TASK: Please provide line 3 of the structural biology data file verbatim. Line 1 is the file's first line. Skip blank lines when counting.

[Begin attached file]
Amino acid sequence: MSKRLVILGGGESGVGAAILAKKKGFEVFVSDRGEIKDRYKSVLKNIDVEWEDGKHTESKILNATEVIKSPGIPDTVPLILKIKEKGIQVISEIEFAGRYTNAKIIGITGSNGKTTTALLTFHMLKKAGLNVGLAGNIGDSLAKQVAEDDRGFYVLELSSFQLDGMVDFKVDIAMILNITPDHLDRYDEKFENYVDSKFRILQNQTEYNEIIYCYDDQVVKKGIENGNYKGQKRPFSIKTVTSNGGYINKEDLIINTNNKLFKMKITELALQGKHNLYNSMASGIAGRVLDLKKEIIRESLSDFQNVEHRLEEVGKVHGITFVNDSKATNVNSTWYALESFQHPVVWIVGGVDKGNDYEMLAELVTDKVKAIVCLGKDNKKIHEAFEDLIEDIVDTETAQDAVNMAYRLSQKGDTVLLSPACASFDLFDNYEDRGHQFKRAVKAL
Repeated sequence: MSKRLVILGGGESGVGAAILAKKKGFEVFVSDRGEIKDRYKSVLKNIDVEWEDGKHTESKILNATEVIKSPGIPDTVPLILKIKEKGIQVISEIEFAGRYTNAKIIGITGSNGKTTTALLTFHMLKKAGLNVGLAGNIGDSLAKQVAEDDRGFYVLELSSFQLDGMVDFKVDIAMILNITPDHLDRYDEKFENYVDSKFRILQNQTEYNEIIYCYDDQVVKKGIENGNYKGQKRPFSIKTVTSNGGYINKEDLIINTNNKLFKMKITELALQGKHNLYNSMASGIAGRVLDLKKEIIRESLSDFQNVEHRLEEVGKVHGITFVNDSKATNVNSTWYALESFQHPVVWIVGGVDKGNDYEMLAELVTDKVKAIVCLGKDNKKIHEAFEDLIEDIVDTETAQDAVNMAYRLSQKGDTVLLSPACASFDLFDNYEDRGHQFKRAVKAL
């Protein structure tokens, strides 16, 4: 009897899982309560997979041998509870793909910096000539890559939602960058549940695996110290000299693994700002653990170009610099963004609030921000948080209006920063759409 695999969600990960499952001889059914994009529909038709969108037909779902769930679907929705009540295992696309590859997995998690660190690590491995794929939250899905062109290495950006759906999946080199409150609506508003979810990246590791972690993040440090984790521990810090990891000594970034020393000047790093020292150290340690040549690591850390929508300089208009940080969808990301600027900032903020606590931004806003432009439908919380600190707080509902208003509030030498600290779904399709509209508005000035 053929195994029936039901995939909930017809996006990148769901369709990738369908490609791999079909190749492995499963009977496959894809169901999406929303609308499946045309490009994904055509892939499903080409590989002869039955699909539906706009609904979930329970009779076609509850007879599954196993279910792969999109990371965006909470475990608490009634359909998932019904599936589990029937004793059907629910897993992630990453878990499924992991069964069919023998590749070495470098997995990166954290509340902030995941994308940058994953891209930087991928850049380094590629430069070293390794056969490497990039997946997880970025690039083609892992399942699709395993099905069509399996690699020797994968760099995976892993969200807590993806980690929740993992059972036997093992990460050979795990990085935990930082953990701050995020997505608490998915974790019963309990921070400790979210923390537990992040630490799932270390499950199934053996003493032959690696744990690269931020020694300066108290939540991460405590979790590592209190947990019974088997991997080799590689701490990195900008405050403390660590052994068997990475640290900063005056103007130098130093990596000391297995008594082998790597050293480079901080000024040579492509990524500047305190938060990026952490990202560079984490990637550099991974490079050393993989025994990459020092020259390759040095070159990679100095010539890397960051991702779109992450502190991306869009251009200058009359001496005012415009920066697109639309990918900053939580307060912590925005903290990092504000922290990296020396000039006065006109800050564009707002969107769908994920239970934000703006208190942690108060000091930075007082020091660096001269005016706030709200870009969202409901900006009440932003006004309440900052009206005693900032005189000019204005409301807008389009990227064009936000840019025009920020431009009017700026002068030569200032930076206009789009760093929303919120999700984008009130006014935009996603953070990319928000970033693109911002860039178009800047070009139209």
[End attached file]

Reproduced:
């Protein structure tokens, strides 16, 4: 009897899982309560997979041998509870793909910096000539890559939602960058549940695996110290000299693994700002653990170009610099963004609030921000948080209006920063759409 695999969600990960499952001889059914994009529909038709969108037909779902769930679907929705009540295992696309590859997995998690660190690590491995794929939250899905062109290495950006759906999946080199409150609506508003979810990246590791972690993040440090984790521990810090990891000594970034020393000047790093020292150290340690040549690591850390929508300089208009940080969808990301600027900032903020606590931004806003432009439908919380600190707080509902208003509030030498600290779904399709509209508005000035 053929195994029936039901995939909930017809996006990148769901369709990738369908490609791999079909190749492995499963009977496959894809169901999406929303609308499946045309490009994904055509892939499903080409590989002869039955699909539906706009609904979930329970009779076609509850007879599954196993279910792969999109990371965006909470475990608490009634359909998932019904599936589990029937004793059907629910897993992630990453878990499924992991069964069919023998590749070495470098997995990166954290509340902030995941994308940058994953891209930087991928850049380094590629430069070293390794056969490497990039997946997880970025690039083609892992399942699709395993099905069509399996690699020797994968760099995976892993969200807590993806980690929740993992059972036997093992990460050979795990990085935990930082953990701050995020997505608490998915974790019963309990921070400790979210923390537990992040630490799932270390499950199934053996003493032959690696744990690269931020020694300066108290939540991460405590979790590592209190947990019974088997991997080799590689701490990195900008405050403390660590052994068997990475640290900063005056103007130098130093990596000391297995008594082998790597050293480079901080000024040579492509990524500047305190938060990026952490990202560079984490990637550099991974490079050393993989025994990459020092020259390759040095070159990679100095010539890397960051991702779109992450502190991306869009251009200058009359001496005012415009920066697109639309990918900053939580307060912590925005903290990092504000922290990296020396000039006065006109800050564009707002969107769908994920239970934000703006208190942690108060000091930075007082020091660096001269005016706030709200870009969202409901900006009440932003006004309440900052009206005693900032005189000019204005409301807008389009990227064009936000840019025009920020431009009017700026002068030569200032930076206009789009760093929303919120999700984008009130006014935009996603953070990319928000970033693109911002860039178009800047070009139209």